The construction of ZFNs for the y (9) and ry (13) targets has been described. A standard Entry vector, pENTR-NLS-G-FN, was constructed by inserting a 633-bp fragment from the GFP gene in pJH4.52 pie1his11gfp (46) between the NdeI and SpeI sites of pENTR-NLS-ZFN (47) in place of the ZF coding sequences. New coding sequences for sets of ZFs for the coil and pask gene targets were synthesized from 4 long oligonucleotides as described in ref. 7. The amino acid sequences in the vicinity of the specificity-determining residues are: coilA (GTG GAT CTA target): finger 1, QNSTLTE; finger 2, TSANLSR; and finger 3, RSDALTR; coilB (GCT GGA GTG): finger 1, RSDALTR; finger 2, QSGHLQR; and finger 3, QSSDLTR; paskA (CTG GCG GAG): finger 1, RSDNLAR; finger 2, RSDDLQR; and finger 3, RNDALTE; and paskB (GAT GTG GCT): finger 1, QSSDLTR; finger 2, RSDALTR; and finger 3, TSGNLVR. These coding sequences were cloned between the NdeI and SpeI sites of the pENTR-NLS-G-FN vector in place of the GFP fragment and confirmed by sequencing. The NLS-ZFN sequences were transferred to the in vitro transcription vector pCS2-DEST with a Clonase (Invitrogen) reaction (47). The same procedure was used to place the ryA, ryB, yA, and yB ZFN coding sequences in pCS2-DEST.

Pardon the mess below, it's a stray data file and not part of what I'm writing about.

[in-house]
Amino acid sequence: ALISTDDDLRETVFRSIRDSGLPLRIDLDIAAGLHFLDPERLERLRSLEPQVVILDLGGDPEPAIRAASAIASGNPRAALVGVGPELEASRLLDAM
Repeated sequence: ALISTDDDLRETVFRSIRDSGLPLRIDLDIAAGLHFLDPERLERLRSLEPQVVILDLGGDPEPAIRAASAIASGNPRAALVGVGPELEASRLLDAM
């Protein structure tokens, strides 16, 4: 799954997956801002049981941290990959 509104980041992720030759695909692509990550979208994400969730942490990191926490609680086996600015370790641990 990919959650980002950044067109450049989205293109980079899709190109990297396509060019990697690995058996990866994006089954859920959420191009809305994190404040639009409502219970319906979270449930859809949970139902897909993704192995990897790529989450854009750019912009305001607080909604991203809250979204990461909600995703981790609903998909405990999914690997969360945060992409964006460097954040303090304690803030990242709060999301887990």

Extended ry donor DNAs were made from the original 4.16-kb version in the pBluescript vector pBSrydon4.1 (13). The 5′ extended donor was created by cutting the ApaI–EcoRI fragment from pDM30 and cloning it into pBSrydon4.1 digested with the same enzymes. This adds 2.92 kb of homology to the 5′ end of the gene, creating the 7.1-kb asymmetric donor. To produce the 3′ extended donor, a 3.3-kb PCR fragment was amplified from the ry locus of flies with the genotype Df(2R)bw-HB132, FrdHB132/SM6a, beginning at the HindIII site where the pDM30 construct ends. This was inserted by TA cloning into pGem-T (Promega). The 4.16-kb donor segment was excised as an EcoRI–HindIII fragment from pBSrydon4.1 and cloned into the pGem construct, creating the 7.46-kb symmetrical donor. A short, linear donor was produced by PCR amplification of a symmetrical 500-bp fragment from pBSrydon4.1.